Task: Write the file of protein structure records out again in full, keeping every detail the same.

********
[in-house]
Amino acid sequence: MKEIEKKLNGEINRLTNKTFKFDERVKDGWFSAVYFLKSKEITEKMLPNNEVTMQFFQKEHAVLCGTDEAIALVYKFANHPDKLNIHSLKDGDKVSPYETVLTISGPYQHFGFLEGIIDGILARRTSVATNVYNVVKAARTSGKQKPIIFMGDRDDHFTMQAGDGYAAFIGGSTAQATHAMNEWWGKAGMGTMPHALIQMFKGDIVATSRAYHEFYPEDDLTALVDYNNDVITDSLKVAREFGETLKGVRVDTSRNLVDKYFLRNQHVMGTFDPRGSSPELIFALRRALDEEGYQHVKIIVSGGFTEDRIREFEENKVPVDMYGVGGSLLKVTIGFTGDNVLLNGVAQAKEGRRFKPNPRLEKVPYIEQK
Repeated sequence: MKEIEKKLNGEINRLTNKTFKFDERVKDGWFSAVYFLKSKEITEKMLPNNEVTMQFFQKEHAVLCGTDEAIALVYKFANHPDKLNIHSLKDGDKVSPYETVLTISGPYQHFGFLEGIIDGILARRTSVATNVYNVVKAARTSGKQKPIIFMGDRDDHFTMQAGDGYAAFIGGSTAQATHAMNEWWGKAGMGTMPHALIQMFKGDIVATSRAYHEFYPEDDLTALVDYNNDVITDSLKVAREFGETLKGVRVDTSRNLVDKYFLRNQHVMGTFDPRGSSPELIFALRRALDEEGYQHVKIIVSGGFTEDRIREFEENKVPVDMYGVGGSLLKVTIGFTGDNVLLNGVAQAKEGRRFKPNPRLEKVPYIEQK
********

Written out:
[in-house]
Amino acid sequence: MKEIEKKLNGEINRLTNKTFKFDERVKDGWFSAVYFLKSKEITEKMLPNNEVTMQFFQKEHAVLCGTDEAIALVYKFANHPDKLNIHSLKDGDKVSPYETVLTISGPYQHFGFLEGIIDGILARRTSVATNVYNVVKAARTSGKQKPIIFMGDRDDHFTMQAGDGYAAFIGGSTAQATHAMNEWWGKAGMGTMPHALIQMFKGDIVATSRAYHEFYPEDDLTALVDYNNDVITDSLKVAREFGETLKGVRVDTSRNLVDKYFLRNQHVMGTFDPRGSSPELIFALRRALDEEGYQHVKIIVSGGFTEDRIREFEENKVPVDMYGVGGSLLKVTIGFTGDNVLLNGVAQAKEGRRFKPNPRLEKVPYIEQK
Repeated sequence: MKEIEKKLNGEINRLTNKTFKFDERVKDGWFSAVYFLKSKEITEKMLPNNEVTMQFFQKEHAVLCGTDEAIALVYKFANHPDKLNIHSLKDGDKVSPYETVLTISGPYQHFGFLEGIIDGILARRTSVATNVYNVVKAARTSGKQKPIIFMGDRDDHFTMQAGDGYAAFIGGSTAQATHAMNEWWGKAGMGTMPHALIQMFKGDIVATSRAYHEFYPEDDLTALVDYNNDVITDSLKVAREFGETLKGVRVDTSRNLVDKYFLRNQHVMGTFDPRGSSPELIFALRRALDEEGYQHVKIIVSGGFTEDRIREFEENKVPVDMYGVGGSLLKVTIGFTGDNVLLNGVAQAKEGRRFKPNPRLEKVPYIEQK